Disciplina de sacra Liturgia in seminariis et studiorum domibus religiosis inter disciplinas necessarias et potiores, in facultatibus autem theologicis inter disciplinas principales est habenda, et sub aspectu cum theologico et historico, tum spirituali, pastorali et iuridico tradenda.

It was in paragraph 16 of the Constitution on the Liturgy, Sacrosanctum Concilium, as the first fruits of the Second Vatican Council, that a new era for the liturgy was prepared with the expressed purpose of renewing a sense of the dignity and depth within the mystery of Christ celebrated per ritus et preces. This presented the significance of liturgy as a liturgical science and, correspondingly, as a theological discipline inter disciplinas principales. From then on, the “theology taught” in university departments could no longer advance without “faith celebrated” in and by the people of God, not only at a sacramental level, but also as part of a deeper scientific reflection. Consequently, liturgy would emerge as an essential catalyst for all theological disciplines since it would in future no longer be taught merely «under a theological context [but] under its historical, spiritual, pastoral and juridical aspects», to embrace the various “limbs” of the one “body” of theological reflection.

In that context the other disciplines are invited “to say something” about the liturgy in the same way as the liturgy is able to shed light on the unique and unifying subject of theological research: the Mystery of Christ who died and rose from the dead. Curent insuper aliarum disciplinarum magistri, imprimis theologiae dogmaticae, sacrae Scripturae, theologiae spiritualis et pastoralis ita, ex intrinsecis exigentiis proprii uniuscuiusque obiecti, mysterium Christi et historiam salutis excolere, ut exinde earum connexio cum Liturgia et unitas sacerdotalis institutionis aperte clarescant.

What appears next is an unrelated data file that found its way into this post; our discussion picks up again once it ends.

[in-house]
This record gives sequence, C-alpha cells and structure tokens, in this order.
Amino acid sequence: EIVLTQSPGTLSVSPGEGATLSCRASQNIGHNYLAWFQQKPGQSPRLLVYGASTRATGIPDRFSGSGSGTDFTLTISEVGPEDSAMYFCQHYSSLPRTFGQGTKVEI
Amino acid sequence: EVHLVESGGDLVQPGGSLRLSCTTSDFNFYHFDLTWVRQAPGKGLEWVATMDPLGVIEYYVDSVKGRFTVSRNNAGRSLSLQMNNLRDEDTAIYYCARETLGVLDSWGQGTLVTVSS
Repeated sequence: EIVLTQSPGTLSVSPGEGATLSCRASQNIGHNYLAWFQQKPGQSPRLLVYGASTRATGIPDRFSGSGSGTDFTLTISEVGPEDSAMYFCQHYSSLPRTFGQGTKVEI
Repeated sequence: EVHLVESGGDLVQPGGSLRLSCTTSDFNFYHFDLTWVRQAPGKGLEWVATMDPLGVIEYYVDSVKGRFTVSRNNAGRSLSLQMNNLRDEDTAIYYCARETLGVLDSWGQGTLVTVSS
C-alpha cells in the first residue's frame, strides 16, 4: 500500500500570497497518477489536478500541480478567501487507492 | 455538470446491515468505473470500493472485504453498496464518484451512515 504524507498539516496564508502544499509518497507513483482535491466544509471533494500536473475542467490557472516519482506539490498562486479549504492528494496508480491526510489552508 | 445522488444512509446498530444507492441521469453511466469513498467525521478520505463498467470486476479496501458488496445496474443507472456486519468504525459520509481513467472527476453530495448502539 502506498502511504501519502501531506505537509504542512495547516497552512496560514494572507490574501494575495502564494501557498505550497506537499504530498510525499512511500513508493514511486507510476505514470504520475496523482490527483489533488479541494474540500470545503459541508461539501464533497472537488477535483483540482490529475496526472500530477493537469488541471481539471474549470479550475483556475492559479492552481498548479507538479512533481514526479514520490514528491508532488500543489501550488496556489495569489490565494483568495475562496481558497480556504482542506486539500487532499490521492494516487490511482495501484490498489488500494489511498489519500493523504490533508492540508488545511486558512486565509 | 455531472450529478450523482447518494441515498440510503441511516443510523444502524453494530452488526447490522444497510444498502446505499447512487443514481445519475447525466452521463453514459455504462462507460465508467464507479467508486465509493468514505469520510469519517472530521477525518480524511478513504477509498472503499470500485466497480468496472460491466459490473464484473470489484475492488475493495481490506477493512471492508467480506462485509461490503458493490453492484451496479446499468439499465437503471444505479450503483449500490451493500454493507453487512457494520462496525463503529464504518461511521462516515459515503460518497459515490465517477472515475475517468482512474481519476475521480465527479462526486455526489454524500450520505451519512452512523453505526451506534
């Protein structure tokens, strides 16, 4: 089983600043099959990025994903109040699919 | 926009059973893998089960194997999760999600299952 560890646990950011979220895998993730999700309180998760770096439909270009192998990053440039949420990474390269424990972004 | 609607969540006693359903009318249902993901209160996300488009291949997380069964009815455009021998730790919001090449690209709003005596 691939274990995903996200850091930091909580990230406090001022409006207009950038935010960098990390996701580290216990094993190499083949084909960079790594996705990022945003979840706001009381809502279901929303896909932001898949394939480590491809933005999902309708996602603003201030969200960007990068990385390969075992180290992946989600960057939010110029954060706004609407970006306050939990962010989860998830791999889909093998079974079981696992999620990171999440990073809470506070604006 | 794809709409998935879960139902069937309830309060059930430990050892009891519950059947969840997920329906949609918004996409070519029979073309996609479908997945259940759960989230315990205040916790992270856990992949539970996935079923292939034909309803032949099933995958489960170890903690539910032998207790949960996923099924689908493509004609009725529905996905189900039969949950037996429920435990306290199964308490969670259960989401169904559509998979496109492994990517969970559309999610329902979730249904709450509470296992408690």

Stirred by the desire to fulfil the substantial and fascinating task with which it has been specifically entrusted, the Pontifical Liturgical Institute is totally committed to scientific research, and, in particular, to the study of the sources and of the historical and liturgical development of the rites, so providing the sound basis necessary for subsequent theological reflection.

In that vein, our periodical, Ecclesia Orans, ever since its foundation in 1984, has embraced this challenge by giving its “voice” and editorial resources to all, who in their love for the liturgy and for scientific study, have desired, in the past as now, and to those who will continue to express their desire to contribute to the ongoing development of liturgical study in years to come. Often our journal, beyond its having risen as the guardian and official organ of the thought and scientific reflection of the Pontifical Liturgical Institute, has become a “crossroads” of theological exchange, profound reflection, and of scientific contributions of unquestionable value in which the dogmatic theologian enters into dialogue with the liturgist, the liturgist with the ecclesiologist, the ecclesiologist with the historian, the historian with the pastoral theologian, all deeply convinced that “the” way to address theological dialogue is by way of an interdisciplinary approach, not as a “concession” to scientific knowledge, but as a “way” of pursuing scientific research. The current issue of Ecclesia Orans shows that we are going to publish, in a clear manner, the role of liturgical science as a “meeting place” of various theological disciplines and of the different perspectives of their thought, to serve the Church.